But just like the many white creatives who have undoubtedly influenced Kaling, she also finds an uncanny way to focus whiteness. Quiet as it seemed to be kept among wider audiences, it became a model in Kaling’s productions. Many disappointed viewers of color has indicated that “The Mindy Project,” “I’ve never done it before” And “The Sex Lives of Female College Students.”

For example, Velma was, of course, initially infatuated with Fred, who couldn’t be more white.

You can almost forgive that when Filma comes out and sets her eyes on a certain girl who couldn’t be farther away from Fred in every way. But Norville, who is cute but is written as vaguely non-committal, has a crush on her and can’t even be bothered to take her seriously.

Velma (Kaling) is secretly hooked on perfect white guy Fred (Horton) "film."
Velma (Kaling) is secretly eyeing the quintessential white boy Fred (Horton) in “Velma.”

Then there’s the backstory of Daphne, who is Asian American and adopted by a black and white lesbian couple (voiced by the funky Wanda Sykes and Jane Lynch).

While it would have been a great chance that one of her adoptive parents would be Asian American instead of white, what is even more terrible is that one of her parents is white while the other is an Asian American woman who says she did a lot of drugs when she was pregnant which is why Daphne has orange hair .

(This is not how drugs work at all, but oh well).

Norville’s parents are also an interracial couple, which means pretty much all of the main characters, with the exception of Velma’s parents, have a white father.

It all feels like an extension of the focus of whiteness within a story that thrives in part on the fact that it doesn’t adhere to the social norms we see so riddled with most screen novels. Velma and Kaling for that matter both have the opportunity to take things a step outside of what we’ve seen, but continue to play within the confines of okey-doke in that sense.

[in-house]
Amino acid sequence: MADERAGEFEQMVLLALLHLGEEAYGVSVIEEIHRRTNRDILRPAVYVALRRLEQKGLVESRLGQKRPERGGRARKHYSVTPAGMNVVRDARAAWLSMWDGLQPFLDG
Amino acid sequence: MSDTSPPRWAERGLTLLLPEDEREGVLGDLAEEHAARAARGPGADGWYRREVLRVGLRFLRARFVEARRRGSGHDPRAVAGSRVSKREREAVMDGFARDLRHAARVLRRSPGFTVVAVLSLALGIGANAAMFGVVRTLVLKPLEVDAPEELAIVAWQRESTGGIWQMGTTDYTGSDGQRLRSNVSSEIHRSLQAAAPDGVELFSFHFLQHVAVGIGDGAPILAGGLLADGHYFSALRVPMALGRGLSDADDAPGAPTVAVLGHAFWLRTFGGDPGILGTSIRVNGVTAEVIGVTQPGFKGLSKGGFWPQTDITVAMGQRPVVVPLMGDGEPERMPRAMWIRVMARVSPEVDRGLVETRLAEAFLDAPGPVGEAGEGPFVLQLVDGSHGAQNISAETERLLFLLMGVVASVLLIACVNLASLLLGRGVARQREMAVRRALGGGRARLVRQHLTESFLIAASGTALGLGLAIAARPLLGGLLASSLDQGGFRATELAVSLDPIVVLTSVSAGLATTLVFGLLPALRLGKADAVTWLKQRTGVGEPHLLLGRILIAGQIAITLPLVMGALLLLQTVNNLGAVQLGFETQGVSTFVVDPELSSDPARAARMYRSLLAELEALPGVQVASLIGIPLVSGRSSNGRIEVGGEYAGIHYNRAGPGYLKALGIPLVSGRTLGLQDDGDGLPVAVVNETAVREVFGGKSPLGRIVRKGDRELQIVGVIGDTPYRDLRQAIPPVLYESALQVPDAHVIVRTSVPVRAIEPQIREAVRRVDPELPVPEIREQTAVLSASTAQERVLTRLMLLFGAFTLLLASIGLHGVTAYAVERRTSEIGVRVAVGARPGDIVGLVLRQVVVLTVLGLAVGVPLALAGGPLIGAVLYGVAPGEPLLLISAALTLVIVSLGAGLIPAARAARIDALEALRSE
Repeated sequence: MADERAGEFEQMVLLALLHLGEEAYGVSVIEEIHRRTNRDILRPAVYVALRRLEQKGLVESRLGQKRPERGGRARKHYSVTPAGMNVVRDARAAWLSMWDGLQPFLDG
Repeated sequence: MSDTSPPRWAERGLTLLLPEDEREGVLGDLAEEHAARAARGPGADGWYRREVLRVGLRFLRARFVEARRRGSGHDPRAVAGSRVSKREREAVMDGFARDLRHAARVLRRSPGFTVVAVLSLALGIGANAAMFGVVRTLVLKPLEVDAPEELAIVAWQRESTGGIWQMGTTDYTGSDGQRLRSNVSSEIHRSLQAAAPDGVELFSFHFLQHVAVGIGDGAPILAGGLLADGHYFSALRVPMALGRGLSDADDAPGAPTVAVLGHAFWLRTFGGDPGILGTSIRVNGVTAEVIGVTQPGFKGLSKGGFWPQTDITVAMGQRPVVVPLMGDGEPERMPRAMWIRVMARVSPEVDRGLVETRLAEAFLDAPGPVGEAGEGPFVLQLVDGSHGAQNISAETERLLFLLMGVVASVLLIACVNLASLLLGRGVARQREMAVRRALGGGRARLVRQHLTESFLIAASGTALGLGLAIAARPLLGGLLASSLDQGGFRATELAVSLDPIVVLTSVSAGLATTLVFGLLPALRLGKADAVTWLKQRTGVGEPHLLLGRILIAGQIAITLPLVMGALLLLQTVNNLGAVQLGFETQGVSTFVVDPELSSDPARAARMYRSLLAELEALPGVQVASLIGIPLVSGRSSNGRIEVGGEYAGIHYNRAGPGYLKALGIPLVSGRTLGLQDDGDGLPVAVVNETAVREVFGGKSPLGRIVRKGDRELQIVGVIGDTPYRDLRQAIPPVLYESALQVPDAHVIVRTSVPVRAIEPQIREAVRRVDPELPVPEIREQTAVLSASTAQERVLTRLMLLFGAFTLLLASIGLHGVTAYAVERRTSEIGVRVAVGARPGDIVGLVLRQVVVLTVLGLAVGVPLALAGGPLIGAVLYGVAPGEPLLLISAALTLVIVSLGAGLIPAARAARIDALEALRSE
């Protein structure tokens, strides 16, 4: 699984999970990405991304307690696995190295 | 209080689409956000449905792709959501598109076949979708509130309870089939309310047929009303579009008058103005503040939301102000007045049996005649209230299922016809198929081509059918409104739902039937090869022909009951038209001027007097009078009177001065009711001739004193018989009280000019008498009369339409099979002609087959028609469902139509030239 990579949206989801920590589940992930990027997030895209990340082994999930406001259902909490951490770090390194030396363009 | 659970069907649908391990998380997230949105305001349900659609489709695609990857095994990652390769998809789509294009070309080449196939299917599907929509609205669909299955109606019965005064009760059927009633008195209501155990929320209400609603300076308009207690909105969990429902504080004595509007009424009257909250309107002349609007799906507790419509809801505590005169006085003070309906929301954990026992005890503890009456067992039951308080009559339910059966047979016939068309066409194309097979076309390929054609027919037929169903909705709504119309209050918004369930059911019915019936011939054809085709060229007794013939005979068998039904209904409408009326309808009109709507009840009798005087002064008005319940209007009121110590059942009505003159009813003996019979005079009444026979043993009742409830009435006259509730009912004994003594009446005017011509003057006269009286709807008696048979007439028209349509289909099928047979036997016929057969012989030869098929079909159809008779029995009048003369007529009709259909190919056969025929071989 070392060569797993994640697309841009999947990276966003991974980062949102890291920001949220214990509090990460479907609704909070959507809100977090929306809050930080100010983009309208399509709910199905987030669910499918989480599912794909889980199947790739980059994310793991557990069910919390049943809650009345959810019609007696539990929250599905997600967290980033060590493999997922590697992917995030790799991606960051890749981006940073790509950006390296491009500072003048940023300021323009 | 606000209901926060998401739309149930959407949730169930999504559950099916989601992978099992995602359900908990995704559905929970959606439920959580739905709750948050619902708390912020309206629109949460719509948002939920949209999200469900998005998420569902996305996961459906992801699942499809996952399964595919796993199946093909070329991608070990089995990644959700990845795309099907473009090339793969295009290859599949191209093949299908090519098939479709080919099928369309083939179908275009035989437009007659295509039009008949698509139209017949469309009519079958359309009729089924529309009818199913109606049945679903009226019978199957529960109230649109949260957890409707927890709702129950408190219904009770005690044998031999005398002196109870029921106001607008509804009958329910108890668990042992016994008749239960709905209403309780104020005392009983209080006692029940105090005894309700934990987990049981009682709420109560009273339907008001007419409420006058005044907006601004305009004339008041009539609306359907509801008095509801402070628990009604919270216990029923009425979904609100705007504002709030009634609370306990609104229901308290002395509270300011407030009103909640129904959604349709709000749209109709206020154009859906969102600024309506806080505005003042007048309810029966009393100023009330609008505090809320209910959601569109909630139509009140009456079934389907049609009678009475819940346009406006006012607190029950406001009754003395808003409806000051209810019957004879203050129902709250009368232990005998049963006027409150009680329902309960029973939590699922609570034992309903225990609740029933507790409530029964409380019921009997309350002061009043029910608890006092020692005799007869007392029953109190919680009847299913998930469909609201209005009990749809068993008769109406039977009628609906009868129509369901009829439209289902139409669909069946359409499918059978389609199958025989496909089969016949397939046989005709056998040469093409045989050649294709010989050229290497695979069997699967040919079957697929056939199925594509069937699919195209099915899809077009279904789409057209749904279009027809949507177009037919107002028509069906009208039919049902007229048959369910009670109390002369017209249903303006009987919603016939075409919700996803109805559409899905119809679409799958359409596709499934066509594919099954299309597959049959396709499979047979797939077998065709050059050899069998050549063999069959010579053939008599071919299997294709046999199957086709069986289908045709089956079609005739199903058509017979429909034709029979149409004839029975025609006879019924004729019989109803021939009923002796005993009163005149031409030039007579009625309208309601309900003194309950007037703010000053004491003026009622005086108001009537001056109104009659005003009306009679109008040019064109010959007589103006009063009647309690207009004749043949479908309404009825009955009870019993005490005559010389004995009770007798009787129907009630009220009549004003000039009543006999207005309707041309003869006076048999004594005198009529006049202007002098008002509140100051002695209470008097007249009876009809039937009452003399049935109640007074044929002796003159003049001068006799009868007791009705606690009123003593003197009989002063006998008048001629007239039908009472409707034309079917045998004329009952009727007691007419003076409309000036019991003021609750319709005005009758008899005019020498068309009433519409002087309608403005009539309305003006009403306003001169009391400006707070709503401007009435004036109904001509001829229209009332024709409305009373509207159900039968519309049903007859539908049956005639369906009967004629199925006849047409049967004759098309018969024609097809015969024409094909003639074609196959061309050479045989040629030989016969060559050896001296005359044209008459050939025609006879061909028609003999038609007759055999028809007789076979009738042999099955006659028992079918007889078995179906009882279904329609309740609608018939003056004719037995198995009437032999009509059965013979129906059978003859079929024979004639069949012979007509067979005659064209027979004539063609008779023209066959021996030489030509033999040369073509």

Velma, her father and Fred in a scene from "film."
Velma, her father, and Farid in a scene from the movie “Velma”.

To be fair, Kaling’s novels are far from the only culprits of this. Do this often, especially teen stories including “To All the Boys I’ve Loved Before” and “Jenny and Georgia.”

But that trope makes “Velma” sometimes seem like it comes strictly from the imagination of a liberal white man who tries really hard and does a lot of good things, rather than a brown woman who doesn’t have to try to see the world on the outside in whiteness. It is assumed that this world already exists for her.

This is one of those things that will turn some viewers off. But, since there are so many other delightful things going on in “Velma,” as there are with all productions Kaling is involved in, this glitch ends up being a warning.

Many young millennials and Gen Zers will appreciate “Velma” for its progressive story, while others may relate to one personal premise that everything that happens to teens in movies is not their fault but rather their parents’ fault. Because there is a file fact Focus on the problems that arise in the parent-child relationship here.

Fred has serious issues with Fr "film."
Fred has serious issues with his father in “Velma”.

Meanwhile, fans of the OG series will likely enjoy the many references that appear in “Velma,” such as the infamous “mask-pull” technique of the ’60s and ’70s and the shout-out to “those meddling kids.”

or this line:[redacted for spoilers] is worse than turning from a lovable cartoon into a hilarious re-imagining.” Velma knows her place in the canon, is perceptive enough to know how it will be perceived, and plays with that perfectly.

The show also subverts the teen girl transformation tropes we’ve seen in many teen romantic comedies like “She’s All That,” while also finding a clever way to nod in teen horror movies like “Carrie,” “Halloween,” and “Scream,” which is famous for its killing spree. Beautiful and popular girls.

Because, as Velma suggests, being a pretty girl isn’t easy either. Someone on the show says, “I’d punch you if men didn’t have sex with fighting women.”

Daphne knows the power she has over boys "film."
Daphne learns about the power she has over boys in Velma.

Teen and genre conventions seep through every line of dialogue in “Velma” so much that it’s impossible not to enjoy it despite its flaws. As the episodes progress, the story gets darker and more hilarious as well as heartfelt and wonderfully layered. The mystery of Vilma’s mother’s disappearance becomes even more mysterious as it happens with the hot girls at school.

Each character, even with their flaws, is given texture and a humanity as they descend into the most outrageous (and harrowing) situations. All of this, plus a great cast (special shout out to Wu for her animated, layered role) makes Velma quite satisfying.

But – ginkgo! – It’s a shame about her annoying metaphor.